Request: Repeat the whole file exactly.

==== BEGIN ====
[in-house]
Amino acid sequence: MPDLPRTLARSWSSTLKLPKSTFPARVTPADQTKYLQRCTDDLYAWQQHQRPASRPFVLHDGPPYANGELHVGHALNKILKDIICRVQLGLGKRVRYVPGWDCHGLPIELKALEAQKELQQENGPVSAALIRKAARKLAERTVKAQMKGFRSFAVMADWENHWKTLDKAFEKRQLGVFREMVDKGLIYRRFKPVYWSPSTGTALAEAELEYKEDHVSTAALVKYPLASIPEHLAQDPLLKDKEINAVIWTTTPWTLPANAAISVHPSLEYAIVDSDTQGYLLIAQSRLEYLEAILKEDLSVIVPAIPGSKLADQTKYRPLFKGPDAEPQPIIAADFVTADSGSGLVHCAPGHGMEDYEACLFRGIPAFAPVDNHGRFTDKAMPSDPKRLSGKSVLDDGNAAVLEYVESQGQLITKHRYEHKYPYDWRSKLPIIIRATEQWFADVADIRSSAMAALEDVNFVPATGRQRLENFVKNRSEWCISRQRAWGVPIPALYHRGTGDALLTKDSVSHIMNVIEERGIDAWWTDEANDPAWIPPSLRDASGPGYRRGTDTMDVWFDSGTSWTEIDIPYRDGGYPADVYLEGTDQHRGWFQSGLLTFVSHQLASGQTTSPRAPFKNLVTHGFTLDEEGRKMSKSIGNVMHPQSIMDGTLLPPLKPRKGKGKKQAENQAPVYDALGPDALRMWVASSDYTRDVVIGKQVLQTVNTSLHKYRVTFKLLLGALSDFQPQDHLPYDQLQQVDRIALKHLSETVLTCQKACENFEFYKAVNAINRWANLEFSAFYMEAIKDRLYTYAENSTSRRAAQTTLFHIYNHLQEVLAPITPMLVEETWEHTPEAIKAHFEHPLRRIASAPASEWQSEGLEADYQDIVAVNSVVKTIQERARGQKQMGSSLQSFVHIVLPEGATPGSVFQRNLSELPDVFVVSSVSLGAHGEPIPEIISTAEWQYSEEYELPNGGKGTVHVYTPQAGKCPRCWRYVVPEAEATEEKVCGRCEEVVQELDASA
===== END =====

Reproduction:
[in-house]
Amino acid sequence: MPDLPRTLARSWSSTLKLPKSTFPARVTPADQTKYLQRCTDDLYAWQQHQRPASRPFVLHDGPPYANGELHVGHALNKILKDIICRVQLGLGKRVRYVPGWDCHGLPIELKALEAQKELQQENGPVSAALIRKAARKLAERTVKAQMKGFRSFAVMADWENHWKTLDKAFEKRQLGVFREMVDKGLIYRRFKPVYWSPSTGTALAEAELEYKEDHVSTAALVKYPLASIPEHLAQDPLLKDKEINAVIWTTTPWTLPANAAISVHPSLEYAIVDSDTQGYLLIAQSRLEYLEAILKEDLSVIVPAIPGSKLADQTKYRPLFKGPDAEPQPIIAADFVTADSGSGLVHCAPGHGMEDYEACLFRGIPAFAPVDNHGRFTDKAMPSDPKRLSGKSVLDDGNAAVLEYVESQGQLITKHRYEHKYPYDWRSKLPIIIRATEQWFADVADIRSSAMAALEDVNFVPATGRQRLENFVKNRSEWCISRQRAWGVPIPALYHRGTGDALLTKDSVSHIMNVIEERGIDAWWTDEANDPAWIPPSLRDASGPGYRRGTDTMDVWFDSGTSWTEIDIPYRDGGYPADVYLEGTDQHRGWFQSGLLTFVSHQLASGQTTSPRAPFKNLVTHGFTLDEEGRKMSKSIGNVMHPQSIMDGTLLPPLKPRKGKGKKQAENQAPVYDALGPDALRMWVASSDYTRDVVIGKQVLQTVNTSLHKYRVTFKLLLGALSDFQPQDHLPYDQLQQVDRIALKHLSETVLTCQKACENFEFYKAVNAINRWANLEFSAFYMEAIKDRLYTYAENSTSRRAAQTTLFHIYNHLQEVLAPITPMLVEETWEHTPEAIKAHFEHPLRRIASAPASEWQSEGLEADYQDIVAVNSVVKTIQERARGQKQMGSSLQSFVHIVLPEGATPGSVFQRNLSELPDVFVVSSVSLGAHGEPIPEIISTAEWQYSEEYELPNGGKGTVHVYTPQAGKCPRCWRYVVPEAEATEEKVCGRCEEVVQELDASA